‘I appreciate Elizabeth’s work,’ she added but then said: ‘The difference between a plan and a pipe dream is something that you can actually get done. We can get this public option done.’
Both Klobuchar and Kamala Harris expressed frustration about how many times Democrats have argued about health care, noting they are in the fourth debate and saying the same things on the issue.
‘What bothers me about this discussion, which we had so many times, is that we don’t talk about the things that I’m hearing about from regular Americans. That’s long-term care,’ Klobuchar said. ‘We need long-term care insurance and strengthen Medicare. In Ohio that has been hit by the opioid epidemic, we need to take on the pharmaceutical companies and make them pay for the addictions they have caused in the people they have killed.’
And Harris got an extended round of applause for standing up for the abortion issue, which is of huge importance to Democratic primary voters who are worried judges appointed by Trump will revoke Roe vs. Wade.
‘This is the sixth debate we have had in this presidential cycle. Not one word with all of these discussions about health care, on women’s access to health care. It’s outrageous. There are states that have passed laws that will virtually prevent women from having access to reproductive health care. It’s not an exaggeration to say women will die because these Republican legislatures in these various states who are out of touch with America are telling women what to do with their bodies. Women are the majority of the population in this country. People need to keep their hands off of women’s bodies and let women make the decisions about their own lives,’ she said as the heavily Democratic audience cheered loudly.
When the debate turned to foreign policy, Hawaii Rep. Tulsi Gabbard faced rejoinders from Democrats when she called out both President Trump and threw out blanket attacks on those who back what she termed a ‘regime change war’ in Syria.
‘First of all, we’ve got to understand the reality of the situation there, which is that the slaughter of the Kurds being done by Turkey is yet another negative consequence of the regime change war we’ve been waging in Syria,’ Gabbard said. ‘Donald Trump has the blood of the Kurds on his hand, but so do many of the politicians in our country from both parties who have supported this ongoing regime change war in Syria that started in 2011,’ she continued, before blasting members of the ‘mainstream media’ who she said have been ‘cheerleading this regime change war.’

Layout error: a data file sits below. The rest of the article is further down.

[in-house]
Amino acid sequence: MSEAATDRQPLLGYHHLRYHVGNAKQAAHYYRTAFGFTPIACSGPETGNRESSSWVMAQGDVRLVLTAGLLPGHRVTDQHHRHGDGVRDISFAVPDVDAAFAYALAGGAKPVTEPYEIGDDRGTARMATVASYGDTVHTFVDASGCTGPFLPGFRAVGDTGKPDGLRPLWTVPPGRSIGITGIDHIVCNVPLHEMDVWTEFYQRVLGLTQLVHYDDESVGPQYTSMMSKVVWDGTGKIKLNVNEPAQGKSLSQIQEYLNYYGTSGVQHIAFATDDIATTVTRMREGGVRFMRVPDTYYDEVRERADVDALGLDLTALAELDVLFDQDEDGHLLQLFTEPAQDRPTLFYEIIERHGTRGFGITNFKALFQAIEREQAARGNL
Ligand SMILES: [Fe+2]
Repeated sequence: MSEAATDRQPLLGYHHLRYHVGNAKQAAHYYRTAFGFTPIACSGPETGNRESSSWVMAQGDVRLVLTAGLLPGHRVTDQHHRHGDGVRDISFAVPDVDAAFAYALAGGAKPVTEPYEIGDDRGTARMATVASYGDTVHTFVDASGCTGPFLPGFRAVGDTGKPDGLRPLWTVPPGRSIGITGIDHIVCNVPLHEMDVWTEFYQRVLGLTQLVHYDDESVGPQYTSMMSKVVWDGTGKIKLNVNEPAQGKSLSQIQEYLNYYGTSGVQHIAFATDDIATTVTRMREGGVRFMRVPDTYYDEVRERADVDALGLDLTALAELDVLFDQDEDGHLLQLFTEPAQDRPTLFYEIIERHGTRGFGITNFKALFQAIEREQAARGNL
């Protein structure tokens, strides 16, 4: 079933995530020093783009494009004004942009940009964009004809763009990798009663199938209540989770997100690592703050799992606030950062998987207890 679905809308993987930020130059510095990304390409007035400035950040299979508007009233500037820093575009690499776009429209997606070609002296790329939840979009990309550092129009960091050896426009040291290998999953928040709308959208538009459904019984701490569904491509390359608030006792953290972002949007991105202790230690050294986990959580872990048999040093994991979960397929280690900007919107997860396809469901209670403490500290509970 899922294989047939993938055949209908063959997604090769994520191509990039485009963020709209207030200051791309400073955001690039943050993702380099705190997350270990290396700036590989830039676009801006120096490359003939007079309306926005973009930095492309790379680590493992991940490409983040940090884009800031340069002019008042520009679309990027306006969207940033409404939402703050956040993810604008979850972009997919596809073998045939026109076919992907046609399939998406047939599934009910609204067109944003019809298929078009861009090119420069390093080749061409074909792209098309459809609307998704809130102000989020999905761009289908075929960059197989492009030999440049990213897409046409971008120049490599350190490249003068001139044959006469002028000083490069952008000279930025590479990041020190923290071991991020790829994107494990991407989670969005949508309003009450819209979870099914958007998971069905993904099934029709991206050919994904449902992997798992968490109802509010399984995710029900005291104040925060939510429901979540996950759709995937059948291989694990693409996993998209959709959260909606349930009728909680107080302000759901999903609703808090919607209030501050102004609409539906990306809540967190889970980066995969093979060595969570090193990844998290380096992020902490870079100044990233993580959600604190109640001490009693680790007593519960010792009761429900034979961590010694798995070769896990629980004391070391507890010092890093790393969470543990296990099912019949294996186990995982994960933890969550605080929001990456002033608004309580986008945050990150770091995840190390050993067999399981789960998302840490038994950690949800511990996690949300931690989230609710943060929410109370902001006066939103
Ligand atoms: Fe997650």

‘Just two days ago the New York Times put out an article saying that I’m a Russian asset and an Assad apologist and all these different smears. This morning a CNN commentator said on national television that I’m an asset of Russia. Completely despicable. As president I will end these regime change wars,’ she said.
Gabbard was referencing a recent Times piece that noted the lawmaker, who met with Assad in Syria and has accused fellow Democrats of ‘rigging’ the race, had injected ‘chaos’ in the race, while drawing supportive comments from former Trump strategist Steve Bannon and online approval from Russian bots.
South Bend Mayor Pete Buttigieg took on Gabbard.
‘Well, respectfully, congresswoman, I think that is dead wrong. The slaughter going on in Syria is not a consequence of American presence, it a consequence of a withdrawal and a betrayal by this president of American allies and American values.’